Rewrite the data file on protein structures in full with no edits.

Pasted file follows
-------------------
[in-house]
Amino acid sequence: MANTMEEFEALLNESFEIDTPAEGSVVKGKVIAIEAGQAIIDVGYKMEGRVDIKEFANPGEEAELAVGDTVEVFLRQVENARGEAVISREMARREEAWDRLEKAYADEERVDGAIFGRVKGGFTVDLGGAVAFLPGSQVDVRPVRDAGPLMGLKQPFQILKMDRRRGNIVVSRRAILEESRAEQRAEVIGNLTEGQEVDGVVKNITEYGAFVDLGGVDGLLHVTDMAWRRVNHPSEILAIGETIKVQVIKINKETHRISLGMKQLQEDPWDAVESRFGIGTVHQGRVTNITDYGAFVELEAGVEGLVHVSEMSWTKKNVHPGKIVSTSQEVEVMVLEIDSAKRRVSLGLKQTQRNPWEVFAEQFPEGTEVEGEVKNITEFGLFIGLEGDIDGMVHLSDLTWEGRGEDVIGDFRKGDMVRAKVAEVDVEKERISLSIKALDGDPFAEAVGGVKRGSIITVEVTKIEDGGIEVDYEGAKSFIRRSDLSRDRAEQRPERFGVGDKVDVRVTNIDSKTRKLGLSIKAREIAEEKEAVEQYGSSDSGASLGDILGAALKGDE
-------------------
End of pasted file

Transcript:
[in-house]
Amino acid sequence: MANTMEEFEALLNESFEIDTPAEGSVVKGKVIAIEAGQAIIDVGYKMEGRVDIKEFANPGEEAELAVGDTVEVFLRQVENARGEAVISREMARREEAWDRLEKAYADEERVDGAIFGRVKGGFTVDLGGAVAFLPGSQVDVRPVRDAGPLMGLKQPFQILKMDRRRGNIVVSRRAILEESRAEQRAEVIGNLTEGQEVDGVVKNITEYGAFVDLGGVDGLLHVTDMAWRRVNHPSEILAIGETIKVQVIKINKETHRISLGMKQLQEDPWDAVESRFGIGTVHQGRVTNITDYGAFVELEAGVEGLVHVSEMSWTKKNVHPGKIVSTSQEVEVMVLEIDSAKRRVSLGLKQTQRNPWEVFAEQFPEGTEVEGEVKNITEFGLFIGLEGDIDGMVHLSDLTWEGRGEDVIGDFRKGDMVRAKVAEVDVEKERISLSIKALDGDPFAEAVGGVKRGSIITVEVTKIEDGGIEVDYEGAKSFIRRSDLSRDRAEQRPERFGVGDKVDVRVTNIDSKTRKLGLSIKAREIAEEKEAVEQYGSSDSGASLGDILGAALKGDE